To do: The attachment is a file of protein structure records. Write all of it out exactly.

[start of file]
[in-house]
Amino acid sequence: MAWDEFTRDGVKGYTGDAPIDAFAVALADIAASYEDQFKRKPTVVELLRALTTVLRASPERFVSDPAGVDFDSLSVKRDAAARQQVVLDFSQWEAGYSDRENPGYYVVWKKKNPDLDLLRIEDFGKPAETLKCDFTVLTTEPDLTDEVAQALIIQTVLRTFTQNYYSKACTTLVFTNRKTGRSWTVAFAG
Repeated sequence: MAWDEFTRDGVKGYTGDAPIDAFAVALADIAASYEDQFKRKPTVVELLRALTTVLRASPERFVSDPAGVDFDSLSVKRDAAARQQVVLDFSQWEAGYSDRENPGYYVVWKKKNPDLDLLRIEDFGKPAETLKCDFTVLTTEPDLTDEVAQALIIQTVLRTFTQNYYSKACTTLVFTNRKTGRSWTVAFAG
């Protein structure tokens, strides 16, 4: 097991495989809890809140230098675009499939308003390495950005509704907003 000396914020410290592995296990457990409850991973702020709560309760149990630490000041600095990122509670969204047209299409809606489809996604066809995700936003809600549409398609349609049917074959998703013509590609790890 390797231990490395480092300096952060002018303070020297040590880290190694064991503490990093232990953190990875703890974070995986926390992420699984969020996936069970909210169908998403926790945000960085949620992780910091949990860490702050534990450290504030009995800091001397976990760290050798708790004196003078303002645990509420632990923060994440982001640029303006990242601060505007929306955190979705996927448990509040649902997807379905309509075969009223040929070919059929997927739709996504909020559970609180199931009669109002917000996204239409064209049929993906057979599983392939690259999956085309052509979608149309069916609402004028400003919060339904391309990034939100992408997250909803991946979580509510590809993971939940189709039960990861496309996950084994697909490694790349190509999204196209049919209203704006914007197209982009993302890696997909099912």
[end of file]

[in-house]
Amino acid sequence: MAWDEFTRDGVKGYTGDAPIDAFAVALADIAASYEDQFKRKPTVVELLRALTTVLRASPERFVSDPAGVDFDSLSVKRDAAARQQVVLDFSQWEAGYSDRENPGYYVVWKKKNPDLDLLRIEDFGKPAETLKCDFTVLTTEPDLTDEVAQALIIQTVLRTFTQNYYSKACTTLVFTNRKTGRSWTVAFAG
Repeated sequence: MAWDEFTRDGVKGYTGDAPIDAFAVALADIAASYEDQFKRKPTVVELLRALTTVLRASPERFVSDPAGVDFDSLSVKRDAAARQQVVLDFSQWEAGYSDRENPGYYVVWKKKNPDLDLLRIEDFGKPAETLKCDFTVLTTEPDLTDEVAQALIIQTVLRTFTQNYYSKACTTLVFTNRKTGRSWTVAFAG
């Protein structure tokens, strides 16, 4: 097991495989809890809140230098675009499939308003390495950005509704907003 000396914020410290592995296990457990409850991973702020709560309760149990630490000041600095990122509670969204047209299409809606489809996604066809995700936003809600549409398609349609049917074959998703013509590609790890 390797231990490395480092300096952060002018303070020297040590880290190694064991503490990093232990953190990875703890974070995986926390992420699984969020996936069970909210169908998403926790945000960085949620992780910091949990860490702050534990450290504030009995800091001397976990760290050798708790004196003078303002645990509420632990923060994440982001640029303006990242601060505007929306955190979705996927448990509040649902997807379905309509075969009223040929070919059929997927739709996504909020559970609180199931009669109002917000996204239409064209049929993906057979599983392939690259999956085309052509979608149309069916609402004028400003919060339904391309990034939100992408997250909803991946979580509510590809993971939940189709039960990861496309996950084994697909490694790349190509999204196209049919209203704006914007197209982009993302890696997909099912």